When asked what he would do if he were to face Pittsburgh Mayor Tom Murphy, 17-year-old Khama Worthy responded: "I'd tell him that we're going to switch places for a month. He's been cutting off programs and money for things that helped the youth but they still spend money to do stuff they don't need. I'd probably spit on him."
The crowd of close to 100 students on Oct. 4 in Peabody High School auditorium in East Liberty -- mostly high school students not from Peabody -- applauded.
These teens were drawn to school -- on a Saturday no less -- for the My Voice My Power Youth Leadership Summit organized by the Community Empowerment Association, located in Homewood and Point Breeze, which provides employment, counseling, violence prevention and after-school educational programming for disadvantaged families in the East End.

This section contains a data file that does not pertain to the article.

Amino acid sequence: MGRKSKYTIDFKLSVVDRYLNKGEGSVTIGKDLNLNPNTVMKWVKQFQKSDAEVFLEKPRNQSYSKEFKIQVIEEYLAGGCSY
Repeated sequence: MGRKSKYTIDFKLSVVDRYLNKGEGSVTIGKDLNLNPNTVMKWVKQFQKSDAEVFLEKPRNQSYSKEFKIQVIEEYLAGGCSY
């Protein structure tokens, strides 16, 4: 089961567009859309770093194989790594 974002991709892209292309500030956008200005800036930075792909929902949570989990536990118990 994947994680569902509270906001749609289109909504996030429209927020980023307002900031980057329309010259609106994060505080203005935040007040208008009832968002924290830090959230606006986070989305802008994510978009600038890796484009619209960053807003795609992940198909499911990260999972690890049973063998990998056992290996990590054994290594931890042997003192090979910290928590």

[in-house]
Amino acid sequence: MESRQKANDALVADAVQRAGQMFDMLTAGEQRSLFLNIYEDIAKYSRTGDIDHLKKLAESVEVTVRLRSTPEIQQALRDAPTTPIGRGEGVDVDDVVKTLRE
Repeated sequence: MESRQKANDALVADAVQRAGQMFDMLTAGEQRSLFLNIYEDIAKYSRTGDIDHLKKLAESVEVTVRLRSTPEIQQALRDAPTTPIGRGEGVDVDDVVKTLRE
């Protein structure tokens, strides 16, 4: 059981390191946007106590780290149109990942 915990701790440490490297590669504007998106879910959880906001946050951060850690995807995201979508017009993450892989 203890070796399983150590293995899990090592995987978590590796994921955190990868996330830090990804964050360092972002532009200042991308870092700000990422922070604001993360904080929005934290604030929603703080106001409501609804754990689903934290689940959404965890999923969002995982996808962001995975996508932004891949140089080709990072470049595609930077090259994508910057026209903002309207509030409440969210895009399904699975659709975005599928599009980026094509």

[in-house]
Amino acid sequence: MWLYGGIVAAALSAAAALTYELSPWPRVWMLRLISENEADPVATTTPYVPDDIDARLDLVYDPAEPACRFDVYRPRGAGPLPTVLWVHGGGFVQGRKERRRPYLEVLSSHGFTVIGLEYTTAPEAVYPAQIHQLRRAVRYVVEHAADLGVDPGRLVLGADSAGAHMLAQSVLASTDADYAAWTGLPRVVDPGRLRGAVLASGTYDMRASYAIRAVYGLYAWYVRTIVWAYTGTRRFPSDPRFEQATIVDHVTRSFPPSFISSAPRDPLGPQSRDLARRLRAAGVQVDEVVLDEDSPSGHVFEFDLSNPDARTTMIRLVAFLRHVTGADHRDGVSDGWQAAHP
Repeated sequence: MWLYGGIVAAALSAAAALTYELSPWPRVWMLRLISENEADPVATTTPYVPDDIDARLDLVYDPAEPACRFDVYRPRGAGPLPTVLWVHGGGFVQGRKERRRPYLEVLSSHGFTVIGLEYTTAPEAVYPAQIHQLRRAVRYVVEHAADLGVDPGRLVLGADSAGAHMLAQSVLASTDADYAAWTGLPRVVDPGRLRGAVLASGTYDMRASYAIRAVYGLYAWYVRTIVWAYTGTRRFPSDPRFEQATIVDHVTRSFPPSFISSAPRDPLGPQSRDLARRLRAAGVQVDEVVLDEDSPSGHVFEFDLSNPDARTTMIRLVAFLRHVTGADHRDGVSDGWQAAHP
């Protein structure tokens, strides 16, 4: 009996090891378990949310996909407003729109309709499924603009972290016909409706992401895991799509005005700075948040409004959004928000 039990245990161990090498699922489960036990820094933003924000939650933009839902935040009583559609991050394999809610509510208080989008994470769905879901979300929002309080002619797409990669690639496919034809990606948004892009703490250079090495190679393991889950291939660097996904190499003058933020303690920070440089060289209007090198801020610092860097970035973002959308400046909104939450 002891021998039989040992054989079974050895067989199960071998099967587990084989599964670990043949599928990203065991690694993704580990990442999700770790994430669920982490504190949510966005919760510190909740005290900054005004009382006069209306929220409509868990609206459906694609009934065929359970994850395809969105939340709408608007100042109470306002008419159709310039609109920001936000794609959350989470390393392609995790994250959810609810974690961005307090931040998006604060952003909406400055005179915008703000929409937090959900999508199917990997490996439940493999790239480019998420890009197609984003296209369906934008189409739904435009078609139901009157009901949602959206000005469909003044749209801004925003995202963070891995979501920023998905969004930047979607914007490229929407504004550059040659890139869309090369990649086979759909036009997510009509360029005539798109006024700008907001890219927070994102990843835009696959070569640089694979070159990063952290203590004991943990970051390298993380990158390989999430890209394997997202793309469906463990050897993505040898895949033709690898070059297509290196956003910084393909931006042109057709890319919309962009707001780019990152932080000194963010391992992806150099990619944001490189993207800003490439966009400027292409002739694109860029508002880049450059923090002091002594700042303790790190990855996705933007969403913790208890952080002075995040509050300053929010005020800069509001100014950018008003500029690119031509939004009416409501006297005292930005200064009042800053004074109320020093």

The summit, which follows several years of organizing activities, will help develop a "youth council" to put pressure on city and state government, the group hopes. Members are looking for a say on legislation directly affecting urban youth, as well as the chance to help create business opportunities for youth and to encourage consensus among black community members.
Nequila Jackson, 34, of Clairton, who attended with her 13-year-old son Sean, said the summit can help call her generation to action -- a generation that has "dropped the ball in saving these kids."